Florida Keys News
Wednesday, February 20, 2013
A refurbished Camp Sawyer opens
Scouts about: Outdoor activities abound, sunset views amaze

It could be the most picturesque Boy Scout camp ever.

The windswept waterfront stretch of Scout Key that is home to Camp Jackson Sawyer at the Edward B. Knight Scout Reservation, as well as the Girl Scout Camp Wesumkee -- named for the island's former moniker, West Summerland Key -- boasts million-dollar ocean and sunset views, palm trees and other tropical foliage.

Now, with recent renovations to Camp Sawyer complete, the southernmost Boy Scout camp in the USA can boast million-dollar facilities as well.

"This place is really deluxe," said Cub Master Matt Cooper, whose Miami-based Troop 361 was the first Scout group to enjoy the new facilities, two weekends ago. "Even the fire circles are new, and the shower facilities are really nice. This is actually like condo living."

But despite Cooper's happy surprise at the many upgrades made to Camp Sawyer since his last visit, neither he nor his Cub Scouts came down here to live indoors.

"Right now they're crab hunting in the rocks," said Patty Schmucker, whose 9-year-old son, Nathan, was one of 30 or so Cubs taking part in the weekend gathering. "They could do that all day long."

Shortly after arriving on Friday evening, the Cubs, all of whom are in the first- through fifth-grades, set up their tents, lit a roaring campfire, and then set about cooking tacos on a grill.

Over the course of the weekend, the Scouts, their 11 siblings, and their parent-volunteers fished, played kickball, and learned about fire safety, how to pitch tents, whittlemanship, and "most importantly," according to Cub Master Cooper, "how to have fun together."

"We also teach them about wildlife conservation," Cooper added. "How endangered species got that way. What happens when the cycle of life gets disrupted."

During the day, the Cubs headed to Key West to visit the Eco-Discovery Center, and took in the Civil War Heritage Days re-enactment at Fort Taylor.

"They had a ball," Cooper said of the field trip.

Besides new restrooms and volleyball courts, Camp Sawyer now has an outdoor amphitheater, improved campsites and activity areas, and new rangers' quarters. There's also a new parking lot.

"The camp has been closed for two-and-a-half years while we were doing this," said Camp Sawyer Program Director Baron Bieber, who also serves as the district executive for Buccaneer District, which includes the camp. "But the planning goes back even further, about six or seven years, with the fundraising. It took a little longer than expected, but we're pretty happy with the results."

Of the $2.3 million total price tag for the camp's rejuvenation, a $1 million boost was provided by Key Wester Ed Knight, who serves on the executive board of the South Florida Council Inc. Boy Scouts of America.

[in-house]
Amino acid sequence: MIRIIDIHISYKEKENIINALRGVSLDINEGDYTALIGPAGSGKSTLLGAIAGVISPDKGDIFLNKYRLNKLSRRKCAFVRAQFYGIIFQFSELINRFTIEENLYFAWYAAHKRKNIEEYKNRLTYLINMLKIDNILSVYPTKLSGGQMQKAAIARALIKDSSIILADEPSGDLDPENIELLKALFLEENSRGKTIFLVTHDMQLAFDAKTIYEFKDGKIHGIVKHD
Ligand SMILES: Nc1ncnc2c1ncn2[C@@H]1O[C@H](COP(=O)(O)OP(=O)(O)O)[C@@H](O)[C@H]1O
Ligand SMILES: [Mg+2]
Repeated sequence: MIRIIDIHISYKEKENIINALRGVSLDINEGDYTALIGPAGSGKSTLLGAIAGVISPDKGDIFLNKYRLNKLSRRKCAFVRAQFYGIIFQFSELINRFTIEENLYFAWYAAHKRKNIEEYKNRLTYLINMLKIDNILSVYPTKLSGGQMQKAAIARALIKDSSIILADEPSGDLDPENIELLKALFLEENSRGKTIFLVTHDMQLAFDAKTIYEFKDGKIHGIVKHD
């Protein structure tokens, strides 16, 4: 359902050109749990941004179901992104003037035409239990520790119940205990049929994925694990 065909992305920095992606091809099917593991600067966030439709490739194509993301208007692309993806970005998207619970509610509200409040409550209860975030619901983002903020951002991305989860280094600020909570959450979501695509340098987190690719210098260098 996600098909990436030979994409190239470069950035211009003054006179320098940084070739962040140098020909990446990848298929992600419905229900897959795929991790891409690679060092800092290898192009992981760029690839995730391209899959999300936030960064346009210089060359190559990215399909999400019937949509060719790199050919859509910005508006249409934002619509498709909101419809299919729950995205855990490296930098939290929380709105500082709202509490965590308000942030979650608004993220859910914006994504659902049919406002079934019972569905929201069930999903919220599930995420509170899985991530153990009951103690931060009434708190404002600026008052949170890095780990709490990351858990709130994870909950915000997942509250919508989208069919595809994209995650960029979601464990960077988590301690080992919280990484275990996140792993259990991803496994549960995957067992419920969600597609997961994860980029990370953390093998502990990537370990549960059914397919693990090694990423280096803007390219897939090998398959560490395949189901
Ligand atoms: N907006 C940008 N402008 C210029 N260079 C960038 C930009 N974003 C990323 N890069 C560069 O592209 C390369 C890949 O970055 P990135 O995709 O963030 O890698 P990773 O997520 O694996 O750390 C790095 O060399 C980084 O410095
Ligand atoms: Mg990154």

"We had known years ago that we were going to have to do something about the bathrooms down there, because they were pretty bad at the time," said South Florida Council executive and CEO John Anthony. "We showed the plans to Ed Knight, and he pledged $500,000, and another $500,000 if we could match his initial contribution. We had sold a camp elsewhere in the state, so we used some of the proceeds for Camp Sawyer. It was actually going to be an even bigger project, with expanded cooking facilities, and a 40-bunk dorm, but we ran out of money."

Knight, who was honored at a South Florida Council dinner three years ago, was instrumental in making the new camp a reality, Anthony stressed. "Scouting is something that has been near and dear to his heart. He wanted to leave a legacy that the boys would be able to enjoy for years to come, and that's exactly what he did."

And with or without indoor cooking and sleeping at Camp Sawyer, there are those million-dollar views to cherish -- as well as the whole Scouting experience.

"It is primitive camping on the Atlantic Ocean," Bieber said. "We don't have a cafeteria or commissary or educational facilities. We do offer limited camping programs, including skills like canoeing and kayaking, swimming and snorkeling. Most of the Scouts who come down do take part in other activities."

Older Scouts, in particular, may take advantage of the Keys' "high adventure" camps, owned and operated by the national Scouts organization.

"You've got the National Sea Base in Islamorada," said John Anthony, "And the Britton Center in Summerland Key. The Scouts can do sailing and scuba there. There's even a program at the National Sea Base, where they fly to the Bahamas to sail for a week."

There's also the possibility of expanding Camp Sawyer in the future, to include the dorm and cooking area left out of the current plans.

"That's going to depend on the Army Corps of Engineers and the South Florida Water Management District," Anthony said. "We'll have to see what happens. But in the meantime, we like our little camp just the way it is."

Scout troops must make reservations to stay at Camp Sawyer. Other youth groups may inquire about staying there by emailing john.anthony@scouting.org.


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